Thank you for the comment. The DISH receiver is the most likely source of heat. We have no special sound system components. Thank you for the suggestion about the fan. I plan to monitor conditions as we make use of the TV and the components in the cabinet. (We are out of town for a few weeks.) <br> <br>I expect a number of people have done something like this. I am also surprised how often a number of readers are completely surprised by something that should have seemed so simple everyone would think of it. You never know who will find benefit in something.
A temperature-controlled fan would be a great Arduino project.
Overkill for an Arduino, when all you need is a simple thermally controlled fan. <br> <br>http://www.ebay.com/itm/SilverStone-SUSCOOL81-80mm-Ultra-Quiet-Computer-Case-Fan-w-Auto-Thermal-control-/270963665897?pt=US_Computer_Case_Fans&amp;hash=item3f16b16be9#ht_2048wt_1396 <br> <br>Or something similar. Just stick the sensor to the top of the cabinet, and then the fan at the back of the unit near the top blowing out. Pull the heat out the back, and cold air will suck in from the sides. If you want to get fancy... <br> <br>http://www.ebay.com/itm/Cabcool1201-Single-120mm-Fan-Cooling-w-LED-Thermal-Control-for-Home-Theaters-/280917376788?pt=LH_DefaultDomain_0&amp;hash=item4167faff14#ht_702wt_1396 <br> <br>(and yes, I realize that this is Instructables and that we like to make things here--but if you are making things that cost more than something that is already made... Might want to re-think the idea of making something.)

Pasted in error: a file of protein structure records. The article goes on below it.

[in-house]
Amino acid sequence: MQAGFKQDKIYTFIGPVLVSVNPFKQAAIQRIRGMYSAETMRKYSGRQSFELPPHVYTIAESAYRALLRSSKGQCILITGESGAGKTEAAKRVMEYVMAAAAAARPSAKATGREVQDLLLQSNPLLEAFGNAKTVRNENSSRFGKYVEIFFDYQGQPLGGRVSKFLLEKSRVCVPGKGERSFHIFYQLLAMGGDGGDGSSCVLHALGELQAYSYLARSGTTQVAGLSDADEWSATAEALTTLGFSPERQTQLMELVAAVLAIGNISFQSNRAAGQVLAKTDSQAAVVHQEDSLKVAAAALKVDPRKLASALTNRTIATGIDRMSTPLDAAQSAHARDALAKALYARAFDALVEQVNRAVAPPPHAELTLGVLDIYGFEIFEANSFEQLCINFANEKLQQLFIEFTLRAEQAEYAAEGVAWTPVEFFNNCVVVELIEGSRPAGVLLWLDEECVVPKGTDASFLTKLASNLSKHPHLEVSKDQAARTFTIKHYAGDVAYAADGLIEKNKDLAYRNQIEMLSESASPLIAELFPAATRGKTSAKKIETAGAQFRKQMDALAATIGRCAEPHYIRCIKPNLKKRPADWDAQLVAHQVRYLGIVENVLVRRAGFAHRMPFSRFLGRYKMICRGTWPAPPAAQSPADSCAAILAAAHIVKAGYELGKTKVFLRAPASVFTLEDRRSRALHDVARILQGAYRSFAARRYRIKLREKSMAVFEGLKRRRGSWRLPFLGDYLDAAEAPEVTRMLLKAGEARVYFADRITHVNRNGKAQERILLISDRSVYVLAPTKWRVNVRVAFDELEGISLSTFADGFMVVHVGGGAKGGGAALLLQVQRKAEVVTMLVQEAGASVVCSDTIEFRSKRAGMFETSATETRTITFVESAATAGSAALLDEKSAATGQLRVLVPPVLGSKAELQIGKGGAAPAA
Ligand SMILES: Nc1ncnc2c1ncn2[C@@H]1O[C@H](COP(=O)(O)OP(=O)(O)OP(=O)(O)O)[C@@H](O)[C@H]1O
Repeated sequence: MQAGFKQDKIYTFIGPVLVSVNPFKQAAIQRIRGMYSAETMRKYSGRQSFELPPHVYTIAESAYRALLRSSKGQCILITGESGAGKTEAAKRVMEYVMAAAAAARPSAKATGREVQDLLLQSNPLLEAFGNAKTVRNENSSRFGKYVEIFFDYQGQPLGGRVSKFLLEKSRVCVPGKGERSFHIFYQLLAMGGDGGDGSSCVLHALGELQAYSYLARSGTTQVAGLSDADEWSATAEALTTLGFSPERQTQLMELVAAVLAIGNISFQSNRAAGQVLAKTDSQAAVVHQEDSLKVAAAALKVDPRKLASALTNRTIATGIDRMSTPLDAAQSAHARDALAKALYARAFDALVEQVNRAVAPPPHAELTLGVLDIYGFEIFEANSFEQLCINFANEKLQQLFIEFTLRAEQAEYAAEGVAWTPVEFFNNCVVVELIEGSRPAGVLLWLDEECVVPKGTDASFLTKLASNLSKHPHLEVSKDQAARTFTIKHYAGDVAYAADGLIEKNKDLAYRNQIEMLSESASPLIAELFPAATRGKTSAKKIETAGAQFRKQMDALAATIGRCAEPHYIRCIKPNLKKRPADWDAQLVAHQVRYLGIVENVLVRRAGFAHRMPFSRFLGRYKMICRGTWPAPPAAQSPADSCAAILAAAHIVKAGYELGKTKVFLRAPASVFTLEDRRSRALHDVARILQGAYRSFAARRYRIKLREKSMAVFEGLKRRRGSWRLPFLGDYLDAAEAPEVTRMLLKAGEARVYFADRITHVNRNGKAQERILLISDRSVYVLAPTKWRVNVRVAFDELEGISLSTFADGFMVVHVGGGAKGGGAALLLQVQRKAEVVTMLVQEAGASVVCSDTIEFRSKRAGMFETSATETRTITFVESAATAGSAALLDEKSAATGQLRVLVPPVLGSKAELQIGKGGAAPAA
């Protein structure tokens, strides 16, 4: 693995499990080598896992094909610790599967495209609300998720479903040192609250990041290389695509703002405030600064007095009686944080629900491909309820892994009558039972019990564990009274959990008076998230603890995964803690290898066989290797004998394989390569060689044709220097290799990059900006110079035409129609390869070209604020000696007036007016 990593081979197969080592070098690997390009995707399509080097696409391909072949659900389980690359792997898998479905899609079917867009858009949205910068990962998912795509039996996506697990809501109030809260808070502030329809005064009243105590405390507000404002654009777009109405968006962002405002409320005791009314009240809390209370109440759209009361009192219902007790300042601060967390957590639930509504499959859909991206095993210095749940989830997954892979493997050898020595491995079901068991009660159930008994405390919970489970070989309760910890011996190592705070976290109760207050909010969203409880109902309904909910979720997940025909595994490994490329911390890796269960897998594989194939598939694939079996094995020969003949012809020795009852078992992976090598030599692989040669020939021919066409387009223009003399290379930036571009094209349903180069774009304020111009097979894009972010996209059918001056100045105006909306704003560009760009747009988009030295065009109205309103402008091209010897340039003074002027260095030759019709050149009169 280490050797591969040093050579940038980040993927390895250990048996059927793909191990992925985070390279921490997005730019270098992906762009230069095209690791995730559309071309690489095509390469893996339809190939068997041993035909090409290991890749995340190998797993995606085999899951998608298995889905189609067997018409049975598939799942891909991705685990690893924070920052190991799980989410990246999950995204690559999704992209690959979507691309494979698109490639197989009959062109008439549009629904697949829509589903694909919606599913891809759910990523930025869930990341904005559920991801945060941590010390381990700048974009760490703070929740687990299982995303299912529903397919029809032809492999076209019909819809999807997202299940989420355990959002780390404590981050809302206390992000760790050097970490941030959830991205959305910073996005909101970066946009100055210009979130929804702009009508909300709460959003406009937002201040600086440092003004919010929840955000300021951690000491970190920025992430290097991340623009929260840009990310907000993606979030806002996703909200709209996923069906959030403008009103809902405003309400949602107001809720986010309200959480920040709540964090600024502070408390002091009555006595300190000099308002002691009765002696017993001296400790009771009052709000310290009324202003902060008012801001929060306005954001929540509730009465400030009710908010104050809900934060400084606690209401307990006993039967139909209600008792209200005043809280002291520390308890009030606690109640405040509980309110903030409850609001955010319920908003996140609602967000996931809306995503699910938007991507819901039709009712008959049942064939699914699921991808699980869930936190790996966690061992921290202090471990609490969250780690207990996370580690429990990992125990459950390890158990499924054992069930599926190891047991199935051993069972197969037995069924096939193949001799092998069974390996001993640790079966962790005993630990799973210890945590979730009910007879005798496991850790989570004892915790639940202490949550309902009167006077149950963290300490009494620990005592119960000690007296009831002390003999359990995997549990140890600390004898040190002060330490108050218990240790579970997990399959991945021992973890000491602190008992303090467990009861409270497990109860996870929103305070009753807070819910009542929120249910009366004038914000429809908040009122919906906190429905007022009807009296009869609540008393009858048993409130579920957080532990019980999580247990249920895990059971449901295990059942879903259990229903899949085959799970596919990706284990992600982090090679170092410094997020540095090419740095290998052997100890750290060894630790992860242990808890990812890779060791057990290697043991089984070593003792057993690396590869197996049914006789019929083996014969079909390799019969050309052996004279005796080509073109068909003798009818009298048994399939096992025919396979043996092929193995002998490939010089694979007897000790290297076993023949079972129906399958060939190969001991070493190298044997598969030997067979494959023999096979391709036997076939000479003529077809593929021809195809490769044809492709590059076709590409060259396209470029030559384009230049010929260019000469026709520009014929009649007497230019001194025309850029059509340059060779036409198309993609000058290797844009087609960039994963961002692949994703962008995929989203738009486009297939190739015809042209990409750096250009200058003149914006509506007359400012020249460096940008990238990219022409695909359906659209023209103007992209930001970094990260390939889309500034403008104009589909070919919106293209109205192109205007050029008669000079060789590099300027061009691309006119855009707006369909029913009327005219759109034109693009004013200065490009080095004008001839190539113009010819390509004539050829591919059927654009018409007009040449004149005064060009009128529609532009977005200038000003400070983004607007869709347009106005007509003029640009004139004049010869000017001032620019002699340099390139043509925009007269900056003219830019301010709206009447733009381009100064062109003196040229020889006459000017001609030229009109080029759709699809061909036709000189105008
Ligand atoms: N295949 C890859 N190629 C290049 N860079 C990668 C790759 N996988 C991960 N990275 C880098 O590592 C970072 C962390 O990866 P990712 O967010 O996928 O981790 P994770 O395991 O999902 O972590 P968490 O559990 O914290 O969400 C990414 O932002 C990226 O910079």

I think about commercially available cable modems and wireless routers. Those I have seen all use a passive convection cooling by which vent holes at the bottom allow cool air to enter, pick up heat, rise, and exit at vent holes in the top. I did mention I will think seriously about some carefully placed holes in the shelves that allow air to enter through the holes in the back and pass upward through the compartments and out the upper holes in the back. Experience tells me things exhibit quirky behavior when they are too warm, so that should be a good warning.
Nice insturctable for repurposing. I see loads of old entertainment centers in the thrift store and many are beautiful pieces of furniture. It is a shame they are not being repurposed and selling so cheap. Peace
Congratulations, Phil, you always find solutions. <br /> <br />Perhaps I would have cut the dish receiver...!
My wife uses television the way other people use music in the background. I call it video wallpaper. She would get rid of me before she would get rid of her television running in the background while she works. ;-) Thank you, Osvaldo.
You and me are twins, Phil. My wife is equal in that, her excuse is that DirecTV shows the number of an incoming telephone call. Then, all the day the TV is on, with or without audio.
We say, &quot;Women--you cannot live with them, you cannot live without them.&quot;
Nicely done! I am afraid that it would be a much harder job with a cabinet I had built.
Thank you. You must build your cabinets in a very sturdy fashion.
Yes, I had a great teacher!! He expected a lot as did our customers!
Keep 'em coming, Phil! This is very practical. <br />
Thank you. I like practical Instructables.
Very nicely executed project my friend, well done!
Thank you, Steli.
I concur Well Done, &nbsp;and far beyond my framing abilities...<br /> <br /> A
Thank you.

About This Instructable




Bio: I miss the days when magazines like Popular Mechanics had all sorts of DIY projects for making and repairing just about everything. I am enjoying ... More »